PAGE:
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There is no better place in the world to have a holiday than South Africa. For independent information, advice and facts about going on holiday to South Africa visit www.southafricaholiday.org.uk

South Africa Holiday: Port Elizabeth

Port Elizabeth, often shortened to "PE", and nicknamed "The Friendly City" or "The Windy City", is on Algoa Bay on South Africa's southern coast. Although one of the country's major seaports, it is renowned for its sunny climate and safe sandy beaches.

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The area around Algoa Bay was settled by indigenous tribes many centuries ago, firstly by San and Khoi and later by Xhosa people.
The first Europeans to visit the area were Bartolomeu Dias, who landed on St Croix Island in Algoa Bay in 1488, and Vasco da Gama who noted the nearby Bird Island in 1497. For centuries, the area was marked on navigation charts as "a landing place with fresh water".
In 1799, during the first British occupation of the Colony during the Napoleonic Wars, a stone Fort was built, named Fort Frederick after the Duke of York. This fort, built to protect against a possible landing of French Troops, overlooked the site of what later became Port Elizabeth.
Port Elizabeth was founded as a town in 1820 to house British settlers as a way of strengthening the border region between the Cape Colony and the warlike Xhosa tribe.
In 1820 a party of 4,000 British settlers arrived by sea. Port Elizabeth was founded by Sir Rufane Shaw Donkin, the Governor of the Cape Colony, who named it after his late wife, Elizabeth.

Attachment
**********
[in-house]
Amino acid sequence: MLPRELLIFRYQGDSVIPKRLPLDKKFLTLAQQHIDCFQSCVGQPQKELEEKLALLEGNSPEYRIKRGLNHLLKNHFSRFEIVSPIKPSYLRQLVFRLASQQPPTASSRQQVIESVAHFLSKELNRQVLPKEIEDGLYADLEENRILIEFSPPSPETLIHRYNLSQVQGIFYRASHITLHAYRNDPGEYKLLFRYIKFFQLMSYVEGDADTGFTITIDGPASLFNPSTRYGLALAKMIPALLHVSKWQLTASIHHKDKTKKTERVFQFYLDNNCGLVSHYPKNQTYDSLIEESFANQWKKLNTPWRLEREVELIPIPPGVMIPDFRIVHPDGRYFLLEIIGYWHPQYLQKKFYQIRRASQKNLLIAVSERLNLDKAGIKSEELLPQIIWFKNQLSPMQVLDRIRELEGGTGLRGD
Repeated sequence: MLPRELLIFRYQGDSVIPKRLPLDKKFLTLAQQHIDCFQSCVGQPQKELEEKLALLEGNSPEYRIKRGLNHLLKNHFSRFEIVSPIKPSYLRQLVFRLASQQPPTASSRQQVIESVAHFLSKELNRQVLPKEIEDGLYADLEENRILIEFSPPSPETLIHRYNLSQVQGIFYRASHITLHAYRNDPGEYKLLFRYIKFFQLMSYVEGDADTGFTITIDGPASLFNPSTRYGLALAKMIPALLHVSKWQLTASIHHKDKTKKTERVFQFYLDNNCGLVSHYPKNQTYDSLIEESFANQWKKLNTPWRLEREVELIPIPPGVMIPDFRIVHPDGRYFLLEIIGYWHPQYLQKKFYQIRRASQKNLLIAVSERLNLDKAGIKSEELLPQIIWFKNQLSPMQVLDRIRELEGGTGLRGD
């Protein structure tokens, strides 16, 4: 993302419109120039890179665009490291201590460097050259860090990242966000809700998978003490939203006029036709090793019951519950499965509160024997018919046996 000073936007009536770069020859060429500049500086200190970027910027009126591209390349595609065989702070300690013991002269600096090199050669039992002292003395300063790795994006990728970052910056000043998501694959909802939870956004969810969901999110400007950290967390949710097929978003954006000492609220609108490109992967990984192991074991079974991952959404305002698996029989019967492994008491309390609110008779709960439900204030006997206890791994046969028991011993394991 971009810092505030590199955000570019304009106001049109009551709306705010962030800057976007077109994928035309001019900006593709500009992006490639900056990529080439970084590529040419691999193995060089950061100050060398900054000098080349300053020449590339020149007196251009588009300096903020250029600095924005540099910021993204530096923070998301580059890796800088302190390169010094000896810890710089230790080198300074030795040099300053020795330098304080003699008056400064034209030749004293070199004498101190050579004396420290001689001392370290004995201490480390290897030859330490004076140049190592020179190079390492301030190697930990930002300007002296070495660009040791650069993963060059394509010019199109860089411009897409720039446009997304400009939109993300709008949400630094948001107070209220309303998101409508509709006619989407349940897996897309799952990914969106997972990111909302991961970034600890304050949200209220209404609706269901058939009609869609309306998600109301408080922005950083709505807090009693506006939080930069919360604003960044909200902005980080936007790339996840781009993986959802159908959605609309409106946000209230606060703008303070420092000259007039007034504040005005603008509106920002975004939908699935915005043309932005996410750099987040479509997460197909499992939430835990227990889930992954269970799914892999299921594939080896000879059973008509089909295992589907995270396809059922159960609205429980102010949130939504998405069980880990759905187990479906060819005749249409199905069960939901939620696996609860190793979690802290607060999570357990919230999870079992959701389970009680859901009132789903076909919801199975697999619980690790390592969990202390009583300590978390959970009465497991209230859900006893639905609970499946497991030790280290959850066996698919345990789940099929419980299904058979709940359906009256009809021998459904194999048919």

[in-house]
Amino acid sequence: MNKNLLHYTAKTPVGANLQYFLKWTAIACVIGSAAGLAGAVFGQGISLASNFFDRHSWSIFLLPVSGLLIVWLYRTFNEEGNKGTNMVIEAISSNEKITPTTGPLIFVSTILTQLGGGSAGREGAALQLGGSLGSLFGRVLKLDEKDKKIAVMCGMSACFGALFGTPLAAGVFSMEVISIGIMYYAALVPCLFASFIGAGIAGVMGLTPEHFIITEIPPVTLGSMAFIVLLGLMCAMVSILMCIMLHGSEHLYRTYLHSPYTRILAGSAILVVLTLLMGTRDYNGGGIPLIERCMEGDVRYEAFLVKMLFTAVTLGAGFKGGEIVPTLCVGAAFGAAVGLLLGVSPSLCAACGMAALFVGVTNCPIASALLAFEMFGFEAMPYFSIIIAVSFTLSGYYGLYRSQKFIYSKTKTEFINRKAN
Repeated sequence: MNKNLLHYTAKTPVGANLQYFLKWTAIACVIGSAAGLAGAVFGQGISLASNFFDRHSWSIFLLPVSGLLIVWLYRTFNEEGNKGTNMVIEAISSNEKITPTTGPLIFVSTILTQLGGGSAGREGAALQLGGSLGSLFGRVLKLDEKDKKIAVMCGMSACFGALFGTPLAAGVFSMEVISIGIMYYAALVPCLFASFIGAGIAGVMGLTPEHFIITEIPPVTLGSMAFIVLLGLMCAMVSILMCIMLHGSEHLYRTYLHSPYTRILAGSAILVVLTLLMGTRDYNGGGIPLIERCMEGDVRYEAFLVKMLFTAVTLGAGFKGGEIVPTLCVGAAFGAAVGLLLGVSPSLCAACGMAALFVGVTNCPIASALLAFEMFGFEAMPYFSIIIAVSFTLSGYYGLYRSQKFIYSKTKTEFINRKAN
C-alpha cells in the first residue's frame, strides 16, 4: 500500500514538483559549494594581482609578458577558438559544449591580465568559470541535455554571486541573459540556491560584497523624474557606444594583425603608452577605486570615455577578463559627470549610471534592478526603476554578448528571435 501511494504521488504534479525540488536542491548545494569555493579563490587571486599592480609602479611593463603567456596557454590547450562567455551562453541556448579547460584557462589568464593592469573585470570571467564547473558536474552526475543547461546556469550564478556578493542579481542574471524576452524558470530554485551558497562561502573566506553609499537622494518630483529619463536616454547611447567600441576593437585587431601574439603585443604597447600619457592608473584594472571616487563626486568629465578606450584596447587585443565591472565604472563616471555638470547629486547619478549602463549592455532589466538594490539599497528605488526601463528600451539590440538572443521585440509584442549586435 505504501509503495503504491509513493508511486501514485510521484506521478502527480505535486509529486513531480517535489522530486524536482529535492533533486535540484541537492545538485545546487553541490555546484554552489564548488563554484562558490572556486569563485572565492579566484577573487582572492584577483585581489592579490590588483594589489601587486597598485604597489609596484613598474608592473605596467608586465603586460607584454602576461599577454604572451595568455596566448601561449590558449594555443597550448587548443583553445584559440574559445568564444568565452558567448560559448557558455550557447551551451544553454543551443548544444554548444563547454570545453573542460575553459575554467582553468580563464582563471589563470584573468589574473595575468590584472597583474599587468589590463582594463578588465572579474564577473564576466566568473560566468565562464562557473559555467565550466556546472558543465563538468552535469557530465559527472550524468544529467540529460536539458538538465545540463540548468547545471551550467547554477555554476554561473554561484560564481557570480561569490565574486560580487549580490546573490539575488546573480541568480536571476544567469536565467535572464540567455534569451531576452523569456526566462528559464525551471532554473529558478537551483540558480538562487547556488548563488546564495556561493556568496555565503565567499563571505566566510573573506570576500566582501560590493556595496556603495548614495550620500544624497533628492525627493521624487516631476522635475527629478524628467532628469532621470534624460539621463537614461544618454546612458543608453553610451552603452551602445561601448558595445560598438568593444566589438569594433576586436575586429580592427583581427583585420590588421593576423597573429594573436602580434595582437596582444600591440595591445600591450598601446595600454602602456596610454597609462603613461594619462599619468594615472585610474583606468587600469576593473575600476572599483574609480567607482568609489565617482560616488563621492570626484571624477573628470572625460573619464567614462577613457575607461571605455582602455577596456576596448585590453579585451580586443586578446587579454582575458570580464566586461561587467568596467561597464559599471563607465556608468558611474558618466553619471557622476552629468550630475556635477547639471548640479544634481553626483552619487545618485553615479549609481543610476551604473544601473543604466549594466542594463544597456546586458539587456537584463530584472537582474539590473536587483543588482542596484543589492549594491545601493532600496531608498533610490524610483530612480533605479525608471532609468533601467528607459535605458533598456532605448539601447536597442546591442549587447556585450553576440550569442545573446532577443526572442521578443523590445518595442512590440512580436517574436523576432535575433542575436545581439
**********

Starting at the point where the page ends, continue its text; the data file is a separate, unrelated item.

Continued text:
The town expanded, building a diverse community comprising European, Cape Malay and other immigrants, as well as African and Coloureds. Growth was particularly rapid after the railway to Kimberley was built in 1873.
During the Anglo-Boar War on 1899-1902 the British built a concentration camp here to house Boer women and children.
Forced relocation of the non-white population under the Group Areas Act began in 1962, causing various townships to be built in the surrounding area. The whole of the South End district was forcibly depopulated and flattened in 1965; forced relocations under the apartheid regime continued until 1975.
The Donkin Reserve is on a hill overlooking PE. Created in honour of Sir Rufane Donkin's wife, after whom the city is named, it has a lighthouse and a small stone pyramid inscribed with, "To the memory of one of the most perfect of human beings who has given her name to the Town below." The lighthouse, built in 1861, is now the tourist information office.
The Horse Memorial was erected to honour the many horses and mules which died during the Anglo-Boer War between 1899 and 1902.
On 18 August 1977, Steve Biko was arrested while travelling home from a political meeting with his friend Peter Jones. He was detained in Port Elizabeth for 26 days under the Terrorism Act.
Govan Mbeki died aged 91 on 30 August 2001 in Port Elizabeth.
In 2001 the Nelson Mandela Bay Municipality was formed and includes Port Elizabeth as well as the neighbouring towns of Uitenhage and Despatch.
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